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Thread: Has anyone tried Ancestry.com?

  1. #1
    Senior Member Gabrielle's Mimi's Avatar
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    Has anyone tried Ancestry.com?

    I signed up for Ancestry.com after watching several episodes of "Who Do You Think You Are?" I wasn't sure how to proceed, but it is very intuitive and easy to use. Guess what? I have traced my Boston-area grandparents back to the very early 1600s in Plymouth and area. The ones before that, in the 1500s, are from England I learned, and so I am pursuing that info. I have also traced one grandmother's family back to Ireland, and the other side of the family back to the 1800s in IL, and both sides of my husband's family way back. I even found the name of the ships
    various family members came to America on in the 1800s. It is amazing!!! I go to log on and check a few things and the next thing I know it's 4 hours later! I didn't know it would be so addictive.
    Create with joy in your heart!

  2. #2
    Power Poster erstan947's Avatar
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    I love it too. I gave it up because it took up so much quilting time. No one in my family really cares so a quilting I will go! Enjoy, it's like a treasure hunt!

  3. #3
    Member AliciaH's Avatar
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    I was working in mine last year but then got on to other things. Traced both sides of my family back to 1500's. I've got ancestors who were burned at the stake (he was a preacher who spoke against Catholic church), another ran off and left his wife and son to die of starvation in Windsor Castle as prisoners. Irish, English, Scottish, French, German...There were more interesting characters in the family history, but those are two that really stuck with me.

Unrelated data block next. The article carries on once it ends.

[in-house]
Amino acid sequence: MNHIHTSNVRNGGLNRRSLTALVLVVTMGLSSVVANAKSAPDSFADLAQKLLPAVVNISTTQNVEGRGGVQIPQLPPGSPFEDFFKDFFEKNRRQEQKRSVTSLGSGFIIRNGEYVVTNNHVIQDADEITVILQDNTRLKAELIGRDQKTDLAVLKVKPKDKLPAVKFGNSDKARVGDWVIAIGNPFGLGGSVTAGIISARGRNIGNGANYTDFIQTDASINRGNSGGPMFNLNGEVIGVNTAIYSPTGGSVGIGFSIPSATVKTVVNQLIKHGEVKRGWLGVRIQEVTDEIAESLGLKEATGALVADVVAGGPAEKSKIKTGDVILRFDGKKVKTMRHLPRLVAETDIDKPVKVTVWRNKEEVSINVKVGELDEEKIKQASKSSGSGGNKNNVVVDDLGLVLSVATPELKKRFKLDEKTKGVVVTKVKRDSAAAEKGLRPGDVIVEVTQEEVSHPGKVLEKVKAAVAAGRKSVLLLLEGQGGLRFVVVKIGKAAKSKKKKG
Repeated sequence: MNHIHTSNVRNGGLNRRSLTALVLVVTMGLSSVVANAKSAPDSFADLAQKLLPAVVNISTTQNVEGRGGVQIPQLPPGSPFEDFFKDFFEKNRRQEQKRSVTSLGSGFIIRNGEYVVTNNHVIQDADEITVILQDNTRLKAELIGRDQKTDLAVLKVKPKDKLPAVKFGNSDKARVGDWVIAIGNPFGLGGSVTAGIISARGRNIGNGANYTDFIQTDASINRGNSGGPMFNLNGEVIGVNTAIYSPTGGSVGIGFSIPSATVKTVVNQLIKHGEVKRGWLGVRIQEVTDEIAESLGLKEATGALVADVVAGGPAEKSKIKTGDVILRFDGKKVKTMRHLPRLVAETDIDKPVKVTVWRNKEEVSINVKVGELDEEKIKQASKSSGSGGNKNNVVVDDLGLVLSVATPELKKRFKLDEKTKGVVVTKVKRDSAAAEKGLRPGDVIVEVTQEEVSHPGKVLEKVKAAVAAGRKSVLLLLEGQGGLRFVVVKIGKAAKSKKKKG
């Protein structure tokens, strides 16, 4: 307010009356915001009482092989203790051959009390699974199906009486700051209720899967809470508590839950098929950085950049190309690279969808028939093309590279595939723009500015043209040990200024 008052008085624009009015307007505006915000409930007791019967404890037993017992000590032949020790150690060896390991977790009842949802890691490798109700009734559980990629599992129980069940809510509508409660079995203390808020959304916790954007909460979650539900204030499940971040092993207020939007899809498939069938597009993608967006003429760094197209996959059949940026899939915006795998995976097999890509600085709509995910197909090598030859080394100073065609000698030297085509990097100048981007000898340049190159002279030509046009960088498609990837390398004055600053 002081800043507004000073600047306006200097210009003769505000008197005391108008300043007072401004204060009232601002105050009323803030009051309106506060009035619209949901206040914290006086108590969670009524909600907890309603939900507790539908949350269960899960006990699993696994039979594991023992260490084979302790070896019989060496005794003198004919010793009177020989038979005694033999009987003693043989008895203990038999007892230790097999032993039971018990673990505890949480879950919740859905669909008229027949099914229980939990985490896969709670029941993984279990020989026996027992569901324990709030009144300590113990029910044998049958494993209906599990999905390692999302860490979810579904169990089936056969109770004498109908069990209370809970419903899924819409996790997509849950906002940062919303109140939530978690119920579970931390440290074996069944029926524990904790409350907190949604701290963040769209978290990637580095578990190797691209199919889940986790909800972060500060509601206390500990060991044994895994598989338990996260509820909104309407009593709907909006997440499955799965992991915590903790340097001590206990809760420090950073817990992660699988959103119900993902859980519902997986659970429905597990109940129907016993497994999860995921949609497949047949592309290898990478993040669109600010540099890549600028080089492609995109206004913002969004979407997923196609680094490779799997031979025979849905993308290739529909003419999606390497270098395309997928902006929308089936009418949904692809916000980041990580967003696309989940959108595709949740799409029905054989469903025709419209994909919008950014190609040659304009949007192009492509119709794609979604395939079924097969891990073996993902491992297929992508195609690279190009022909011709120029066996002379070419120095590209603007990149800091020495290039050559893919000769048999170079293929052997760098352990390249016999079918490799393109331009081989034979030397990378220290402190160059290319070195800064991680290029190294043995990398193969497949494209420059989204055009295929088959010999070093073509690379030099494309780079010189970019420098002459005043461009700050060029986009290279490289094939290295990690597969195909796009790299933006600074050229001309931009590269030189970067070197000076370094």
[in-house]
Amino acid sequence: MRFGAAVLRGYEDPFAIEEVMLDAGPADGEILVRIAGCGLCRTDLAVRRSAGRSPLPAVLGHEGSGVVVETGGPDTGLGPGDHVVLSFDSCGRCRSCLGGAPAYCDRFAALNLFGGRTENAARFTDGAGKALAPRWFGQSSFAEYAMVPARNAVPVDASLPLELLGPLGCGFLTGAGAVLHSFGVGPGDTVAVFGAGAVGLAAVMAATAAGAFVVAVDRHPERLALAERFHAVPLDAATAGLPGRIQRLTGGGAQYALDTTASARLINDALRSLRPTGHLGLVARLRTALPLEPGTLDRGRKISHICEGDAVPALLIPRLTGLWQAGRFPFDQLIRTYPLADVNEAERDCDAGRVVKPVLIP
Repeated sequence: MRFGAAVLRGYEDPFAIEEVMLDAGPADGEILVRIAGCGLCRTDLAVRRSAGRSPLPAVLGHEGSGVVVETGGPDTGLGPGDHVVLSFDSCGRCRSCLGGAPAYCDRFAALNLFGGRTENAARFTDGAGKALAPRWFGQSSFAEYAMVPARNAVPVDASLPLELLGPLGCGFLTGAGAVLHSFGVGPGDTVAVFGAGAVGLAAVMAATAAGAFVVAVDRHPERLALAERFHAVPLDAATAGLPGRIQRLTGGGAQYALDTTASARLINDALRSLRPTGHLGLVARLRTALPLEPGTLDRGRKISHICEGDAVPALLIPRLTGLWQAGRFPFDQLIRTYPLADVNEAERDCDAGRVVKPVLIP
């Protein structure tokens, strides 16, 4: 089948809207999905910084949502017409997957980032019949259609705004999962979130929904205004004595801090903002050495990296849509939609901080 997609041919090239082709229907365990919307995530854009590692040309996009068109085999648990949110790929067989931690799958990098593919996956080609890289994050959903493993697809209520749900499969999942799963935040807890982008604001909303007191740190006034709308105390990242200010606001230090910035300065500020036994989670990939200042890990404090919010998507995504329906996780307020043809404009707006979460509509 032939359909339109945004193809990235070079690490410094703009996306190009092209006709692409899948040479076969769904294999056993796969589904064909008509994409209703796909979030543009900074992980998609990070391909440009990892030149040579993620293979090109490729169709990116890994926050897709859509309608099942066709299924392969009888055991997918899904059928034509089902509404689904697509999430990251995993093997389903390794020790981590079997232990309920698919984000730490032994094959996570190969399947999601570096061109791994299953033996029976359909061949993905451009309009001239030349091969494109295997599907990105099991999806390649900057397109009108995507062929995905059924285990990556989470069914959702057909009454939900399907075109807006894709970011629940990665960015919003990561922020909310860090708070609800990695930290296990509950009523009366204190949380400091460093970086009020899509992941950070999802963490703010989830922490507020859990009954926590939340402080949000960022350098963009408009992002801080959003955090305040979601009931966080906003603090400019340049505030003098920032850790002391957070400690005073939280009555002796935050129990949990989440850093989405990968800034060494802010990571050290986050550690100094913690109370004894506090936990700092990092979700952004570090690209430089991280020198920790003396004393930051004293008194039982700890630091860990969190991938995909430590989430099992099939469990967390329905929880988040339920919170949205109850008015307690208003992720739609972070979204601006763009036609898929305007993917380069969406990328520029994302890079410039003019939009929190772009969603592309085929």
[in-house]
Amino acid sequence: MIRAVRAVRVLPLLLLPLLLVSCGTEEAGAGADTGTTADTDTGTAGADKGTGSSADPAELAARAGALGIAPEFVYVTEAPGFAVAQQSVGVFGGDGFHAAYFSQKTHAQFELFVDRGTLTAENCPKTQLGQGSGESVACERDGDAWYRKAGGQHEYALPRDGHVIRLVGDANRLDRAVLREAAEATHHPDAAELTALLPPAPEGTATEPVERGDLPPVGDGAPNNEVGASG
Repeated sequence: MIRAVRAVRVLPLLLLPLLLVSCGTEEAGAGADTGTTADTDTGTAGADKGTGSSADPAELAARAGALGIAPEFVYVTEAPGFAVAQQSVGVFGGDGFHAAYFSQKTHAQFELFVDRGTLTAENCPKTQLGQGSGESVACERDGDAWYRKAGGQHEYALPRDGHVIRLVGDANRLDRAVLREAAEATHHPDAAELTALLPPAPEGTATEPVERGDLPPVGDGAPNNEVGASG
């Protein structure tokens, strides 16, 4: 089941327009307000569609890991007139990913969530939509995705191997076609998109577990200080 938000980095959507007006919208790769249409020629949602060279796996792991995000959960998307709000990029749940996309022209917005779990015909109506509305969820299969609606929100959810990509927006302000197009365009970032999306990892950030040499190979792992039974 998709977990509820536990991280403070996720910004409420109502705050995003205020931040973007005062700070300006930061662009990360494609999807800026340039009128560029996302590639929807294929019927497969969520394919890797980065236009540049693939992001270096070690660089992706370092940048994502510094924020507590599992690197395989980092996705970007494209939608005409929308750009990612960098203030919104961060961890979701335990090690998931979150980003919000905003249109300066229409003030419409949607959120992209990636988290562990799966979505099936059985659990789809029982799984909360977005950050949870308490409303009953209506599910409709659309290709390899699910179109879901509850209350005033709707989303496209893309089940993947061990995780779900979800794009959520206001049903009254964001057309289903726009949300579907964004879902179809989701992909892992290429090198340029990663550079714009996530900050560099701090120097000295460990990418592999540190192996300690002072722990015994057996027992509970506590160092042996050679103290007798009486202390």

Alicia
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    Sewing mends the soul....


  4. #4
    Super Member Glenda m's Avatar
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    I have been on Anestery for over a year and have taken classes at Vo-tech. Rule #1..unless you have three documents (offical) then your great uncle Bo might not really be related. This is what so many run into. Just because grandma said Uncle was from Italy, that doesn't make it so. That's what makes it so addictive. Running down all the leads. Good luck in you searches.
    You can get older, but you never have to grow up! Tomorrow's just a future yesterday!-Greg Fergerson

  5. #5
    Super Member Charlee's Avatar
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    I've had an Ancestry sub for years now, and love it. It's been worth it's weight in gold to me a couple of times for information!

    Glenda is right. You can't consider it fact unless it's documented, however, usually one SOLID document is enough, and sometimes those are just gone. (The Union army, during the War Between the States, burned many of the courthouses and churches that held documents, and there is simply no way to document some things unless there's a family Bible out there somewhere.) Sometimes you just have to go with a preponderance of evidence, and hope that it's right.
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  6. #6
    kso
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    Senior Member kso's Avatar